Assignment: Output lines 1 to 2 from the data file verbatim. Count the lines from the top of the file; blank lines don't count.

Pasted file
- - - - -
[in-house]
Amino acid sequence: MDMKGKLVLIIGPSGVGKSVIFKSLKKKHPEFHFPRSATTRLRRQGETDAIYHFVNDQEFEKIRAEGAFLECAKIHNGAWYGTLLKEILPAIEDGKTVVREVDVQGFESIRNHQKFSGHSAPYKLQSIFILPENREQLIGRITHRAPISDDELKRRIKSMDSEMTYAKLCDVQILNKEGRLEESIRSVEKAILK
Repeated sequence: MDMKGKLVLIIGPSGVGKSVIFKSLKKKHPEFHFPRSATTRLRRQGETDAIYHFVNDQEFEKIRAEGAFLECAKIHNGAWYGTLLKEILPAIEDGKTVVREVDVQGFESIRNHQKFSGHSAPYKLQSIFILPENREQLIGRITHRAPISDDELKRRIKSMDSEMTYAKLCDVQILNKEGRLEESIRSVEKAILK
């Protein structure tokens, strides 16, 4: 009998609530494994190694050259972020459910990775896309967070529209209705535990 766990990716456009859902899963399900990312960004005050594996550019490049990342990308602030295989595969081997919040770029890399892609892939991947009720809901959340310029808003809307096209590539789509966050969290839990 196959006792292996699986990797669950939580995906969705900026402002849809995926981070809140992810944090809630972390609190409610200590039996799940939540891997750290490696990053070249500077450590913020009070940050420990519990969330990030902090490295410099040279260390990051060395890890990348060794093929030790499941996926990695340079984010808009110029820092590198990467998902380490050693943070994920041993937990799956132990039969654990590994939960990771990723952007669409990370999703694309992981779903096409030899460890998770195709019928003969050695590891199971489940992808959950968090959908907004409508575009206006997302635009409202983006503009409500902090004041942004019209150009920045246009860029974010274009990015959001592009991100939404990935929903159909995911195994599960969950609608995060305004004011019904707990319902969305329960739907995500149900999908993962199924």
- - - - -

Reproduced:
[in-house]
Amino acid sequence: MDMKGKLVLIIGPSGVGKSVIFKSLKKKHPEFHFPRSATTRLRRQGETDAIYHFVNDQEFEKIRAEGAFLECAKIHNGAWYGTLLKEILPAIEDGKTVVREVDVQGFESIRNHQKFSGHSAPYKLQSIFILPENREQLIGRITHRAPISDDELKRRIKSMDSEMTYAKLCDVQILNKEGRLEESIRSVEKAILK